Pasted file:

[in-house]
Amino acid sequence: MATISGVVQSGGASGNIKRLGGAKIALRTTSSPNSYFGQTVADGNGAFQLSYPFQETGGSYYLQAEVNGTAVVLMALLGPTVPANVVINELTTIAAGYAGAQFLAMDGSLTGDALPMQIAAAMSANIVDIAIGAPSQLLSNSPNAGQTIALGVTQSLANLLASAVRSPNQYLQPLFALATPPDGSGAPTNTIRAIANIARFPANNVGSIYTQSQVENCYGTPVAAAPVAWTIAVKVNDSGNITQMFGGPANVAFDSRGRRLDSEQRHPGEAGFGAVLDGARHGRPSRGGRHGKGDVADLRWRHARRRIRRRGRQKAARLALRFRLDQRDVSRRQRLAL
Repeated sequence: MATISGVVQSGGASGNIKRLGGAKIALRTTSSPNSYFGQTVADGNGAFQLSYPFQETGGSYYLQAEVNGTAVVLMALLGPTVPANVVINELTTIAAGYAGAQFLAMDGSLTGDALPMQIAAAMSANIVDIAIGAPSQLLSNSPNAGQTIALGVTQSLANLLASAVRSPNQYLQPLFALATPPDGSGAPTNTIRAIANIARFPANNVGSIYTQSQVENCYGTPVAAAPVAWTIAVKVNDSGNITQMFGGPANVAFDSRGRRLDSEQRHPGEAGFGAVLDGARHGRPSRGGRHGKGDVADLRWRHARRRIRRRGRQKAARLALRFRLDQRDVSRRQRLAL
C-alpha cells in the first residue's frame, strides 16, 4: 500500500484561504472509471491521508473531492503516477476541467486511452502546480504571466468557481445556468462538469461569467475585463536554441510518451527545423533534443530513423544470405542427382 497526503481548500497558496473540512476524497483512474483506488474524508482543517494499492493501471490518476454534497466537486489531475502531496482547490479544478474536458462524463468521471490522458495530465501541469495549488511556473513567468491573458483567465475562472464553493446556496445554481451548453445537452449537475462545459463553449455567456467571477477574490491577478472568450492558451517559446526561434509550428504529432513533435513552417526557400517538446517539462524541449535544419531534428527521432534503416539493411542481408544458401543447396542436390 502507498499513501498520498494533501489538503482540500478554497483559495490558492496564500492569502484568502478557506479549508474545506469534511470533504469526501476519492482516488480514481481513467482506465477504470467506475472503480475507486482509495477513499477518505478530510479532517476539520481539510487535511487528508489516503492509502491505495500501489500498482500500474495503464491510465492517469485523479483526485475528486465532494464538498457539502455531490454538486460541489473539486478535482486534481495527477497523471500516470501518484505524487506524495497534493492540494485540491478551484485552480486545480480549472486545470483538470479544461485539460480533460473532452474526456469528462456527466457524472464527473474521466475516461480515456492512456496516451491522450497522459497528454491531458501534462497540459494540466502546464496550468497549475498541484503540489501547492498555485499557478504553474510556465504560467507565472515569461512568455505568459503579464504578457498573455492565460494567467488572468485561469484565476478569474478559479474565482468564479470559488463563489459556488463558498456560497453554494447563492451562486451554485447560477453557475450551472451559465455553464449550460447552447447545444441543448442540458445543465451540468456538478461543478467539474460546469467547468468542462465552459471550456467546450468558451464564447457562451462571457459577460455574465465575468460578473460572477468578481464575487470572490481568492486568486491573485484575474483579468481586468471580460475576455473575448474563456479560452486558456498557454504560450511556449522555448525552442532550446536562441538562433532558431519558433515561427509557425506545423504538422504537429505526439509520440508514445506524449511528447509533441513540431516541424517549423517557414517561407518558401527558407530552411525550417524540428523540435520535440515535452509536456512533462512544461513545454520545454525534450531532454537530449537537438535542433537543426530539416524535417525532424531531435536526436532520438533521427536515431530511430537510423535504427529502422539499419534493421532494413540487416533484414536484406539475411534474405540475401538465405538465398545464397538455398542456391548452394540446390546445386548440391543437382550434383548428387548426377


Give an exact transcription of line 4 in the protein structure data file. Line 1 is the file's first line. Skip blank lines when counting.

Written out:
C-alpha cells in the first residue's frame, strides 16, 4: 500500500484561504472509471491521508473531492503516477476541467486511452502546480504571466468557481445556468462538469461569467475585463536554441510518451527545423533534443530513423544470405542427382 497526503481548500497558496473540512476524497483512474483506488474524508482543517494499492493501471490518476454534497466537486489531475502531496482547490479544478474536458462524463468521471490522458495530465501541469495549488511556473513567468491573458483567465475562472464553493446556496445554481451548453445537452449537475462545459463553449455567456467571477477574490491577478472568450492558451517559446526561434509550428504529432513533435513552417526557400517538446517539462524541449535544419531534428527521432534503416539493411542481408544458401543447396542436390 502507498499513501498520498494533501489538503482540500478554497483559495490558492496564500492569502484568502478557506479549508474545506469534511470533504469526501476519492482516488480514481481513467482506465477504470467506475472503480475507486482509495477513499477518505478530510479532517476539520481539510487535511487528508489516503492509502491505495500501489500498482500500474495503464491510465492517469485523479483526485475528486465532494464538498457539502455531490454538486460541489473539486478535482486534481495527477497523471500516470501518484505524487506524495497534493492540494485540491478551484485552480486545480480549472486545470483538470479544461485539460480533460473532452474526456469528462456527466457524472464527473474521466475516461480515456492512456496516451491522450497522459497528454491531458501534462497540459494540466502546464496550468497549475498541484503540489501547492498555485499557478504553474510556465504560467507565472515569461512568455505568459503579464504578457498573455492565460494567467488572468485561469484565476478569474478559479474565482468564479470559488463563489459556488463558498456560497453554494447563492451562486451554485447560477453557475450551472451559465455553464449550460447552447447545444441543448442540458445543465451540468456538478461543478467539474460546469467547468468542462465552459471550456467546450468558451464564447457562451462571457459577460455574465465575468460578473460572477468578481464575487470572490481568492486568486491573485484575474483579468481586468471580460475576455473575448474563456479560452486558456498557454504560450511556449522555448525552442532550446536562441538562433532558431519558433515561427509557425506545423504538422504537429505526439509520440508514445506524449511528447509533441513540431516541424517549423517557414517561407518558401527558407530552411525550417524540428523540435520535440515535452509536456512533462512544461513545454520545454525534450531532454537530449537537438535542433537543426530539416524535417525532424531531435536526436532520438533521427536515431530511430537510423535504427529502422539499419534493421532494413540487416533484414536484406539475411534474405540475401538465405538465398545464397538455398542456391548452394540446390546445386548440391543437382550434383548428387548426377